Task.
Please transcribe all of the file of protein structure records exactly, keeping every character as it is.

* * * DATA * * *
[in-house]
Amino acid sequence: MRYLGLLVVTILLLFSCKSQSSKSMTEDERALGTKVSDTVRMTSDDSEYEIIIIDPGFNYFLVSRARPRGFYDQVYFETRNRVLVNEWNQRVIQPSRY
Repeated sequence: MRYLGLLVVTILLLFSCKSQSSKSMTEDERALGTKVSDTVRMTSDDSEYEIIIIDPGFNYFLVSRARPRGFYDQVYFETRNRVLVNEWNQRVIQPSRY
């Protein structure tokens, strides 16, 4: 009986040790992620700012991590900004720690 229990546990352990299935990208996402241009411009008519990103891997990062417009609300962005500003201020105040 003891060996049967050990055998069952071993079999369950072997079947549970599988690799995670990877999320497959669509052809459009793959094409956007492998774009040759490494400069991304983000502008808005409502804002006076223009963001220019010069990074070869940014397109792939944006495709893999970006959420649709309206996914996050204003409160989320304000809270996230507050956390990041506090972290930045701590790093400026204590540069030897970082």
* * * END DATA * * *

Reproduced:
[in-house]
Amino acid sequence: MRYLGLLVVTILLLFSCKSQSSKSMTEDERALGTKVSDTVRMTSDDSEYEIIIIDPGFNYFLVSRARPRGFYDQVYFETRNRVLVNEWNQRVIQPSRY
Repeated sequence: MRYLGLLVVTILLLFSCKSQSSKSMTEDERALGTKVSDTVRMTSDDSEYEIIIIDPGFNYFLVSRARPRGFYDQVYFETRNRVLVNEWNQRVIQPSRY
């Protein structure tokens, strides 16, 4: 009986040790992620700012991590900004720690 229990546990352990299935990208996402241009411009008519990103891997990062417009609300962005500003201020105040 003891060996049967050990055998069952071993079999369950072997079947549970599988690799995670990877999320497959669509052809459009793959094409956007492998774009040759490494400069991304983000502008808005409502804002006076223009963001220019010069990074070869940014397109792939944006495709893999970006959420649709309206996914996050204003409160989320304000809270996230507050956390990041506090972290930045701590790093400026204590540069030897970082």